Homemade focaccia is a delicious thing. Hard to resist, which is possibly why I hadn’t made it for a while. I have tried several recipes and my favourite is this Richard Bertinet one, from his book “Dough”.
It uses his basic olive dough and has two short resting periods after the initial rise. There is something quite therapeutic about prodding the dough to make the distinctive dimples, and you can make them as uniform or as random as you like. Each time I try to make them random but find I can’t quite bring myself to and end up making quite a uniform pattern…
I belong to a Book Group (yes, I am that sort of age now!) and every month or so we take it in turns to host the evening. There are usually seven of us and we tend to do snacks and dips, a cheeseboard and maybe some quiche or pizza. And of course a glass or two of wine… This month it was my turn which meant that I provided the hospitality and, more scarily, chose the next book for us to read.
This time we had read “Gone Girl” by Gillian Flynn and unusually we all liked it. Yes, we do actually spend some time discussing the book! I had managed to come up with a shortlist of three for mine, and had gone for a choice of cultures: Indian, Chinese or British.
I have been trying to get my Book Club to read something by Lisa See for years, ever since I read “Snow Flower and the Secret Fan”, but they secretly think it’s chick lit and resist. So “Shanghai Girls” was discounted and it was between “The Secret Intensity of Everyday Life” by William Nicholson and “Secret Daughter” by Shilpi Somaya Gowda.
The British novel was one that I had seen referenced in a few articles and sounded interesting. The Indian novel was recommended to me by another blogger, Fransi from Three Hundred Sixty Five. Thank you Fransi! I read it in less than 24 hours on holiday and I thought there would be plenty in there for discussion. And that was the one that won the vote so I hope my Book Club friends enjoy it as much as I did.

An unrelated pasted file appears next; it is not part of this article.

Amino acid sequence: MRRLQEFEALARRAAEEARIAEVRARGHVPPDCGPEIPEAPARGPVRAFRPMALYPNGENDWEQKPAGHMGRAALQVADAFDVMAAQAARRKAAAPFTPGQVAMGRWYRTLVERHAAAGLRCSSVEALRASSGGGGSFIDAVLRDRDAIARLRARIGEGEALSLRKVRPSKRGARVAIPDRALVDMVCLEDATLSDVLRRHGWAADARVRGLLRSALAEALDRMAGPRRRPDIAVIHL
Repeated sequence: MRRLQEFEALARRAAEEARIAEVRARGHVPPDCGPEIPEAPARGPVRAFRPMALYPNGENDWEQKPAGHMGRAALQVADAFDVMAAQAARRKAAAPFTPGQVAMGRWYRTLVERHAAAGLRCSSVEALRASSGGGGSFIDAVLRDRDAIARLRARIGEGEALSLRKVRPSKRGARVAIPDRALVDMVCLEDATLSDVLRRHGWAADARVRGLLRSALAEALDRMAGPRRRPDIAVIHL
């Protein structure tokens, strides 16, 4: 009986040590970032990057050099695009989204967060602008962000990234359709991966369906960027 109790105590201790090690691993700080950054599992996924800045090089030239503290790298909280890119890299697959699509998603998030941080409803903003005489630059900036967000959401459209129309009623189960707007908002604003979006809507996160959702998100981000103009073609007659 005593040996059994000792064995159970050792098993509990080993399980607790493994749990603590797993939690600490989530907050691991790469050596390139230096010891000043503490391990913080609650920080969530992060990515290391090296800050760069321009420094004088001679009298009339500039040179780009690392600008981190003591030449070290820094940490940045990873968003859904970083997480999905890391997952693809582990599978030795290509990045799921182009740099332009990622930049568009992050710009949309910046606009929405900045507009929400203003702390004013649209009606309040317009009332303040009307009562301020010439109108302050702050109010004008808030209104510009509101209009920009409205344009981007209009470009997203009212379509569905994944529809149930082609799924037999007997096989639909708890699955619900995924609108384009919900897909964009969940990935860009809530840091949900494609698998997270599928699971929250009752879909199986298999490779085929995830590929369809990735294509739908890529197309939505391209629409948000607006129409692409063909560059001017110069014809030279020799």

But back to the focaccia which I thought would go with the dips and the cheese, or could just be eaten on its own:
500g strong white bread flour
20g coarse semolina (or extra flour)
8g dried yeast
50g olive oil
Extra olive oil
Put the flour and semolina, if using, into a bowl and add the yeast to one side and the salt to the other.
Add the olive oil and water and mix together.
Turn out and knead for around 5-10 minutes, until it starts to look silky and feel smooth.
Put the dough into an oiled bowl and cover. If you use cling film to cover the bowl it is a good idea to oil it.
Leave for an hour or until at least doubled in size.
Oil a baking tray and using the help of a dough scraper, carefully turn out the dough onto the baking tray. Drizzle up to four tablespoons of olive oil over the top of the dough and, using your fingers, carefully push and prod the dough so that it spreads from the centre towards the edges of the tray:
Cover and leave to rest for about 45 minutes.
Then prod the dough with your fingertips to give the dimples, cover and leave for another 30 minutes. Set the oven to 250°C.
Sprinkle the focaccia with rock salt and put into the hot oven, turning it down immediately to 220°C.
Bake for around 25-30 minutes, until golden brown and the bottom sounds hollow if tapped.
Remove from the oven and slide onto a cooling rack. Brush with more olive oil while it is still hot.
Enjoy with good friends or a good book!
Categories: Baking, Bread, Recipes, Starters and snacks
I just might try my hand at this before it gets too hot in Texas. Looks delish!
Enjoy the weather! We have had three lovely days in a row, wondering if summer is over before spring began!
your foccacia looks perfect! I know what you mean about homemade foccacia. I love it too and find it incredibly hard to resist!
I havent tried the Richard Bertinet’s recipe yet. Maybe I should give that a go
have you tried Paul Hollywood’s foccacia recipe? It’s my to-go to recipe now.
No, I haven’t tried Paul Hollywood’s but I definitely intend to, thanks!
This looks delicious. I hope soon I shall start trying out breads!
Once you do you’ll be hooked!
The focaccia looks absolutely amazing – and I love that you’ve also added in some book ideas – have added them to my goodreads.com “to read” list!
Brilliant – let me know if you have any recommendations too!
Sounds like the yeast needs to be instant type. I have regular yeast. It won’t break up in a mixture of dry ingredients.
Hi, you should be able to “rub”fresh yeast into the flour, like you would for pastry, or just put it in it tiny bits and mix it in. (I would use double the weight of fresh for the amount listed of dried (instant). If the fresh yeast has been frozen it will turn into liquid and you can add it to the water instead. Hope that helps!